Richardson Among Grandest Amateur Events

HEWLET HARBOR, NEW YORK | There are generally two stories about each of the leading amateur golf invitationals that are held throughout the U.S. each year. One has to do with the tournaments themselves, competitive yet congenial events that boast many of the best players in the land. And the other has to do with the names of the contests, and the people who they memorialize. Like the Coleman and Crump, for example. The Travis Invitational and Stocker Cup, too.

Every golf season in the Metropolitan New York area is kicked off by one of those tournaments, the Richardson Memorial Invitational. Named after the esteemed New York Times golf writer and editor William D. Richardson and started the year after his death in 1947, it brings the finest amateurs in the region together the first weekend in May at the Seawane Club in Hewlett Harbor, N.Y. The tournament begins with an 18-hole qualifier and is followed by two days of match play.


Conditions are usually difficult so early in the year, and the golf swings and putting strokes often rusty from long, cold winters off. But the competition is always fierce for the right to hoist a sterling silver bowl that was donated by the Times at the tournament’s inception and has been won over the years by some of the best golfers in Met Area history, including Dick Siderowf, Jerry Courville Sr. and George Zahringer.

For competitors, there is a lot to like about the Richardson, which has been played at Seawane from the start. “It always generates a lot of excitement for the players,” says Joe Saladino, an amateur stalwart in the Met Area and this year’s defending champion. “Part of that is because it’s the first tournament of the season. We are all pumped to be playing again, and we all enjoy getting back in touch with guys we haven’t seen all winter.”

According to Casey Alexander, another frequent Richardson contestant, the track at Seawane is also a draw. “It is a terrific match play course,” he says. “It’s on the water, and the wind can make it really difficult.”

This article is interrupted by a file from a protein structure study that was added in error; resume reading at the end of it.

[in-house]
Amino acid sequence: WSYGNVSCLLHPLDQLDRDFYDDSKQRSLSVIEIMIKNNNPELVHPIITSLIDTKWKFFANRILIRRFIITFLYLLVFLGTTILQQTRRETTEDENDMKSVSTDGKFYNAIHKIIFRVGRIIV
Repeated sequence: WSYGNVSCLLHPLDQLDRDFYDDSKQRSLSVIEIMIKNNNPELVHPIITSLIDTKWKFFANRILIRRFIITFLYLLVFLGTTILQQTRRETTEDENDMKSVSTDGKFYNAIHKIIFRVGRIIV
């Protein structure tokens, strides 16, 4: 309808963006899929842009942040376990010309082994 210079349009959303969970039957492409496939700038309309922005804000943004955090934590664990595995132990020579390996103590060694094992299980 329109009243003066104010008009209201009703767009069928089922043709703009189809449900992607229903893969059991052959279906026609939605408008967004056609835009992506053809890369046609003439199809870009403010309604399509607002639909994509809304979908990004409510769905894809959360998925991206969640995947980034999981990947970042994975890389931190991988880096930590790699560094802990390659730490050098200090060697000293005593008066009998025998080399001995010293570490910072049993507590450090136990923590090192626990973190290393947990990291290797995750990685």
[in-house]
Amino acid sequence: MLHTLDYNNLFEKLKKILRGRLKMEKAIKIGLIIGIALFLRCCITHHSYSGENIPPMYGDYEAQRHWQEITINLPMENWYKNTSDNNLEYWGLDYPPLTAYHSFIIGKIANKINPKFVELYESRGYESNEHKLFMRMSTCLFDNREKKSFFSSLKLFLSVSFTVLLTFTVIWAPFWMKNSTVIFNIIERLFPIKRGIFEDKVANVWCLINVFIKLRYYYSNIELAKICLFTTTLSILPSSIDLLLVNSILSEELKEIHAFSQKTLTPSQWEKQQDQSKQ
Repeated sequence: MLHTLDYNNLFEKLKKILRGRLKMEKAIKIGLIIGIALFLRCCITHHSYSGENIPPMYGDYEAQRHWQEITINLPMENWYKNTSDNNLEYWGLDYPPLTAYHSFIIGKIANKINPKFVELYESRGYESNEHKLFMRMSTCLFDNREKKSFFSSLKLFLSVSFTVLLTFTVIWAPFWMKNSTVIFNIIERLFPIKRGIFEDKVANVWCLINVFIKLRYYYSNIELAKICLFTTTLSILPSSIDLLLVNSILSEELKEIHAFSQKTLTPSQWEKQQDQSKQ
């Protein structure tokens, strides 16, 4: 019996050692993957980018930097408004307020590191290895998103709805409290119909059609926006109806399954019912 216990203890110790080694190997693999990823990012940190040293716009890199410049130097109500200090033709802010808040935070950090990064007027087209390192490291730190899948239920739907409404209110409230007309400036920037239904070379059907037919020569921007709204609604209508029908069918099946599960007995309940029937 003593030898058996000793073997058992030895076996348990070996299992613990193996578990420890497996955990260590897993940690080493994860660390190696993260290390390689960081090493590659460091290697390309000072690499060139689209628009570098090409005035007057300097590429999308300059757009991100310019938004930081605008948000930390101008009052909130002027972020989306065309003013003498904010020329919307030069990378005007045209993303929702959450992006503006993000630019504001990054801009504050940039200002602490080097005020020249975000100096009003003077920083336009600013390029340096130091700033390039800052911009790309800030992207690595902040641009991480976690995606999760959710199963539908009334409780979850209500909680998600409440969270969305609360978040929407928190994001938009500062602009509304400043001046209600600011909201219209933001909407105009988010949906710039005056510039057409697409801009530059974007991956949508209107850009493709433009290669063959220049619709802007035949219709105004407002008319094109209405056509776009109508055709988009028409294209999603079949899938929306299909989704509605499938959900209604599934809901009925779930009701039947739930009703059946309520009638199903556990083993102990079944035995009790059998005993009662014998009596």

Alexander is also enticed by the history of the event. “And look at the guys who have won it in the past,” he adds. “The list includes some of the best golfers who ever played in this area, which tells you the esteem in which this tournament has long been held.”

The name of the invitational also sets it apart, for Richardson was a man of great repute in the newspaper business. A native of Milwaukee, Wis., who worked for local publications in the Badger State before moving to New York, he covered a multitude of sports as a journalist, whether baseball or football, track or horse racing. Richardson also enjoyed writing about rowing, a pleasure no doubt born of the time he served as coxswain on the varsity crew team at the University of Wisconsin.

But it was golf that seemed to give Richardson the most joy in his work. And it was where he made his mark. A remembrance published in the Times shortly after his death at the age of 62 described the World War I veteran as the “dean of golf writers” in America and “an enthusiastic advocate” of the game as well as a promoter of amateur competitions at all levels.

He covered The Masters before it actually was The Masters – and was called The Augusta National Invitation Tournament instead. He reported on Bobby Jones in his heyday and was a close friend of Gene Sarazen’s. Richardson was credited with bringing the game of golf into the mainstream nationally, through his writings in the Times, and also his work in the elegant and much-praised Golf Illustrated magazine.

In addition, he wrote and edited a number of books on the sport. His New York Times obituary lauded his “brilliant writing style” and described him as “keen of wit and ever friendly.” A natty dresser, Richardson came to be known in pressrooms around the land as “the Gentleman from The Times.”

In 1946, Richardson helped found the Golf Writers Association of America, and that group felt strongly enough about his impact on the sport that it introduced the William D. Richardson award in 1948, the year after he died. The decree was that it be given each year to an individual who has consistently made an outstanding contribution to golf. It is a coveted prize, presented at the annual GWAA dinner in Augusta during Masters weeks, and past winners include Bing Crosby, Dwight Eisenhower, Babe Zaharias, Arnold Palmer, Bob Hope, Ben Hogan, Pete Dye and Peggy Kirk Bell.

That same year, The Times created the Richardson Invitational in conjunction with the Long Island Golf Association, which has run the event at Seawane from the beginning. Sixty-four years later, it stands as among the best regional invitationals in the country.

It’s also a pretty good way to remember the gentleman journalist who did so much for golf.

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